Review: Muqtada Al-Sadr and the Fall of Iraq
By Patrick Cockburn, Allen and Unwin $29.95

BY A strange coincidence the place where the first US soldier was killed by a roadside bomb in Iraq was also the scene of a battle against British soldiers in 1920 as they advanced towards Fallujah—to inflict “heavy punishment” on the Sunni city.

Anti-imperialist history, like history itself, as Karl Marx once said, has a habit of repeating itself. Fallujah in 1920 was in rebellion against the British alongside the Shia cities of Kufa and Najaf.

Britain ensured that the minority Sunnis dominated the administration, the police and the military of the newly formed Iraq.

While the Shia became the oppressed majority, Iraqi history, until perhaps the 1990s, could not be defined by struggle between Sunni and Shia.

The Iraqi Communist Party played a major role in the revolution that won independence from the British in 1958. While its membership was predominantly Shia, it was thoroughly non-sectarian. At decisive moments such as the uprising of 1948, it mobilised the masses of Iraq across religious and ethnic divisions.

For the history of unified struggle and its decline due largely to the dreadful mistakes of the Communist Party, Tariq Ali’s Bush in Babylon is excellent. Unfortunately, Cockburn’s book, like other more mainstream commentary does portray Iraq’s entire political history as a struggle between Sunni and Shia, dating from the very origins of Shiism in 680 AD.

Notwithstanding this weakness, the book is a very useful history of the recent rise of Shiism as a political force in Iraq. It shows how Saddam Hussein increasingly came to suppress Shia dissidents and rely on Sunni and tribal allegiances to bolster his rule. However, when Saddam went to war with Shia Iran, 1980-1988, his army was 80 per cent Shia. Shia Iraqis still identified first and foremost as Iraqis.

Cockburn describes the 1991 Shia/Kurdish uprising, urged on and then betrayed by George Bush senior, at the end of the first Gulf War. The brutal suppression of that uprising is perhaps the most recent origin of Shia political identification.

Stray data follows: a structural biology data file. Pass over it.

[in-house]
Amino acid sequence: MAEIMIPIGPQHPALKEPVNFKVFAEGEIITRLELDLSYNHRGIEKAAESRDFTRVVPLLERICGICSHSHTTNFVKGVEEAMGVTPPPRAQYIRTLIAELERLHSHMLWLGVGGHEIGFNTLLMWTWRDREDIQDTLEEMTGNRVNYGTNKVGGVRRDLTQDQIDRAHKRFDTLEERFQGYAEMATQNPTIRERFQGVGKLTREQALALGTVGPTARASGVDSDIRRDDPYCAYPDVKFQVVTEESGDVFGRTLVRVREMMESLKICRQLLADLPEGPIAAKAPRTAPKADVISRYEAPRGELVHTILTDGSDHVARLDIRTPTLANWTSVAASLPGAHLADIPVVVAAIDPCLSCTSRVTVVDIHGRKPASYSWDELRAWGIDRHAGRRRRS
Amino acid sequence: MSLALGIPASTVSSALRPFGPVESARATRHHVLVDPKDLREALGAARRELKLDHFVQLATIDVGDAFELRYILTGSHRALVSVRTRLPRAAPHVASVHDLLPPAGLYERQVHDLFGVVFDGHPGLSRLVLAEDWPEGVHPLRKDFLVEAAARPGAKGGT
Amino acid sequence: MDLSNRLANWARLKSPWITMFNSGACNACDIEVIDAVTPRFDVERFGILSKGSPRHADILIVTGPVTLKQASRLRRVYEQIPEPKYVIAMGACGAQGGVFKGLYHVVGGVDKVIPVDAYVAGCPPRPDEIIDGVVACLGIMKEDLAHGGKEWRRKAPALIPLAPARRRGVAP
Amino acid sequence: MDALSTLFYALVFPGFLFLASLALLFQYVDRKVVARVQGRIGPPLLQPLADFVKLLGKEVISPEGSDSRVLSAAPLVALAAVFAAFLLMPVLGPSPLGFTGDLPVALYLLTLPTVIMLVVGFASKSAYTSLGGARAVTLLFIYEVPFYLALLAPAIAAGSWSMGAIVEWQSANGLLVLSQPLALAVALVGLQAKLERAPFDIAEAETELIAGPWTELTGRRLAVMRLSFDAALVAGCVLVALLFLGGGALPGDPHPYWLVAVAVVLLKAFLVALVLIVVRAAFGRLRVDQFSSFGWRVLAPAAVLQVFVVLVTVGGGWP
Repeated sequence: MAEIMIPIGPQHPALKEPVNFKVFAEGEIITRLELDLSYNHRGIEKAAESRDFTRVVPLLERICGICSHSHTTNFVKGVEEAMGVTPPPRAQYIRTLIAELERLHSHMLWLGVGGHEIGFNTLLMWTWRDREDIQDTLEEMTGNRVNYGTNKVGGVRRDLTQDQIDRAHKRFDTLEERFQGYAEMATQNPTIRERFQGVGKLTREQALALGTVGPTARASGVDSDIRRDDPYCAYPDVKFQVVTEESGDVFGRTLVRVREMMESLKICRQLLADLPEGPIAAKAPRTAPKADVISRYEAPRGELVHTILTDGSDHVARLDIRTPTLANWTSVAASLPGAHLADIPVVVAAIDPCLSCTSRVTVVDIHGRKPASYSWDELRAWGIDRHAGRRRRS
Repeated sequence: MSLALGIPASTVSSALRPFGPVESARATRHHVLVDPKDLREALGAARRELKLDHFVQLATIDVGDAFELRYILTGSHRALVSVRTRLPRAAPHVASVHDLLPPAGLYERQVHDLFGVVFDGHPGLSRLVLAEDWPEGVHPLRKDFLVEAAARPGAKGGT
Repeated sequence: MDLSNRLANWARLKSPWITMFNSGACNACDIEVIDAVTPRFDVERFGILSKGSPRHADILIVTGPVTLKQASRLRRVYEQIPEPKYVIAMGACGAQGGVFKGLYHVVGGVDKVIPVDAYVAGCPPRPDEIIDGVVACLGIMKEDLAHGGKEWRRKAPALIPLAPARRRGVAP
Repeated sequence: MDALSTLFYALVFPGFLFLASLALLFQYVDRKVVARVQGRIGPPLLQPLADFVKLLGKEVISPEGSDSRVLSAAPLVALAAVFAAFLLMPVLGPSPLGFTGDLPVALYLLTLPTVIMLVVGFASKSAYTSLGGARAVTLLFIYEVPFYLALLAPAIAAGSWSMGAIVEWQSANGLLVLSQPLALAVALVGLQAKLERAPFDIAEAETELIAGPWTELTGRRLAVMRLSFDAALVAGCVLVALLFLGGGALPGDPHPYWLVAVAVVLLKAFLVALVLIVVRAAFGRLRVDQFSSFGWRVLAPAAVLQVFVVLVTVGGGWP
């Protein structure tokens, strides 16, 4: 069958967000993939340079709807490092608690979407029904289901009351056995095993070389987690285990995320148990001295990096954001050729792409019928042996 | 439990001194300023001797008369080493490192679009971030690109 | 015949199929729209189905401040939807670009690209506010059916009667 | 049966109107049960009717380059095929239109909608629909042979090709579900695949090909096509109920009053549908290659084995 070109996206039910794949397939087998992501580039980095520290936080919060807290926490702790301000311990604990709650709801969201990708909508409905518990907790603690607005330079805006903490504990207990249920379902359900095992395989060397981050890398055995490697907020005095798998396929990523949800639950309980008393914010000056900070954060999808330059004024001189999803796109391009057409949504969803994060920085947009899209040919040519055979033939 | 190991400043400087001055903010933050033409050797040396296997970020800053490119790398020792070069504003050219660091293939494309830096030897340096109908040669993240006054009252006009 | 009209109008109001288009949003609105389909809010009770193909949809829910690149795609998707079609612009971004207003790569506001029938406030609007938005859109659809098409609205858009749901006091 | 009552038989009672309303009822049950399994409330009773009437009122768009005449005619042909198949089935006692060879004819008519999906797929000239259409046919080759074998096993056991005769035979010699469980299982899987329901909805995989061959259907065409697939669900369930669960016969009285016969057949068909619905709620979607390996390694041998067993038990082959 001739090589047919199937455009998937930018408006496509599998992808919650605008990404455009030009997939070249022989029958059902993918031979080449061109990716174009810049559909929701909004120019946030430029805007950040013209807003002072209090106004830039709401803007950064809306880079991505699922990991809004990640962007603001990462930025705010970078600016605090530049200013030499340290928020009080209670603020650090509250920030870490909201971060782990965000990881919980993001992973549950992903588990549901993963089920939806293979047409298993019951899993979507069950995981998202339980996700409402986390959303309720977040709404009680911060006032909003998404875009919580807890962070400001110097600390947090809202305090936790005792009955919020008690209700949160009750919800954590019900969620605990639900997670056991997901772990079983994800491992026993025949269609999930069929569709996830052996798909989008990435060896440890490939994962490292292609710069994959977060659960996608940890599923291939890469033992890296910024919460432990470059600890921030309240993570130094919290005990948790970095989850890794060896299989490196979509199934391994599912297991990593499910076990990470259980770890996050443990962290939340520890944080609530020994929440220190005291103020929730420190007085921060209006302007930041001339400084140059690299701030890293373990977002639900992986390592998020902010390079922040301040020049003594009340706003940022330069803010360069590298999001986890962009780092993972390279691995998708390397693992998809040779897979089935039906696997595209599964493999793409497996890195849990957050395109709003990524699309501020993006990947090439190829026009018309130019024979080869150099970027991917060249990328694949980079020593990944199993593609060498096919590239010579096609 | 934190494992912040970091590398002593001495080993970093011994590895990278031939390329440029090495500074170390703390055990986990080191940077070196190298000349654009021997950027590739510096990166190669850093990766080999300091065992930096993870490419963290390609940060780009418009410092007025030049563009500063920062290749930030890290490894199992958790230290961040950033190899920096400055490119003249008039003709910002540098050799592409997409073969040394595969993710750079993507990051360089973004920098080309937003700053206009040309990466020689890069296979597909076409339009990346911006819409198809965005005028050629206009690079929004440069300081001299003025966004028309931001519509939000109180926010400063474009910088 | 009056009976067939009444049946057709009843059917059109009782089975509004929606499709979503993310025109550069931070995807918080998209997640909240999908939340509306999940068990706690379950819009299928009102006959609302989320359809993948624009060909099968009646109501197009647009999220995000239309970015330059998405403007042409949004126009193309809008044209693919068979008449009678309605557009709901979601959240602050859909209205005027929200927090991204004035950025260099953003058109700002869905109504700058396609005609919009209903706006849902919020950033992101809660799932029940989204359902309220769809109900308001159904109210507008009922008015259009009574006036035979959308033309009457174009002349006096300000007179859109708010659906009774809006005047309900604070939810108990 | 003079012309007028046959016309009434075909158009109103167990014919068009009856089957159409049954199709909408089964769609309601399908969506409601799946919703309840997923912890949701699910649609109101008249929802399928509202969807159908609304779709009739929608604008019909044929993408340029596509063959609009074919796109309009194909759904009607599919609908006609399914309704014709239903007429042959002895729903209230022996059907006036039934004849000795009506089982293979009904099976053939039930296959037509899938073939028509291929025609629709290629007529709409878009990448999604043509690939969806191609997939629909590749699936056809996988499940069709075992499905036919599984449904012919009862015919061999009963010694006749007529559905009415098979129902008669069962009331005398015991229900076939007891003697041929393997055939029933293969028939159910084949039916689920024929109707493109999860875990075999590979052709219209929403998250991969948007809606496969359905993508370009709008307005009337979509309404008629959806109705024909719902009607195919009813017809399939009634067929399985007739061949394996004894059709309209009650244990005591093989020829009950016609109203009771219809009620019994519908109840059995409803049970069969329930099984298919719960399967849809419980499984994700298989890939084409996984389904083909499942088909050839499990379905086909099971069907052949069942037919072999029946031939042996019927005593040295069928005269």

He also discusses divisions between Shia leaders post-Saddam and disposes of the myth that Moqtada is a flunkey for Iran.

The Shia insurgency led by Moqtada suffered defeat at Najaf in 2004—not by the US army—but by Grand Ayotollah Sistani, the Shia majority clerical leader who favours co-operation with the US.

Blending religion and nationalism, at times, Moqtada has seemed to hold the promise of uniting Sunni and Shia in a national resistance movement. In 2004, as US forces besieged Sunni Fallujah, Cockburn says, “I had watched outside the main blood bank in Baghdad as Shia as well as Sunni gave blood to the wounded of Fallujah…”

In 2007, Moqtada again called for a nationalist front of Sunni and Shia “against all foreign enemies.” Cockburn however makes a good case that a major obstacle to this was Moqtada’s inability to prevent the Sunni-Shia violence in 2006 which led to ethnic cleansing in Baghdad’s suburbs.

Moqtada has played a dangerous game of on-again, off-again armed struggle as he has jockeyed for political influence. He explained in 2005, “The Sadrist movement first resorted to peaceful resistance, then to armed resistance and finally to political resistance.”

But political influence in occupied Iraq relies on either support for the US or armed struggle against the occupiers and their puppet government. Earlier this year, the Iraqi government launched an offensive against Al Sadr’s Mahdi Army. A subsequent deal between Prime Minister Maliki and Moqtada has seen government patrols on the streets of Sadr City. But there are good reasons to believe that they are only there with Moqtada’s sufferance.

In early August, Moqtada declared that he would disband the Mahdi Army if there was a serious timetable for US withdrawal, re-making it as a social services organisation. But Moqtada has always provided services to the poor. Rather than a significant shift, this probably represents the Mahdi Army operating more explicitly as a political force similar to Hezbollah in Lebanon.

Many in Iraq are waiting for Obama to become US president. Yet the supposedly secure Green Zone is still under siege from the resistance. Muqtada and the Mahdi Army have long been a thorn in the side of the US occupying forces and the US-backed Iraqi Government. That is not about to change.

By Ian Rintoul

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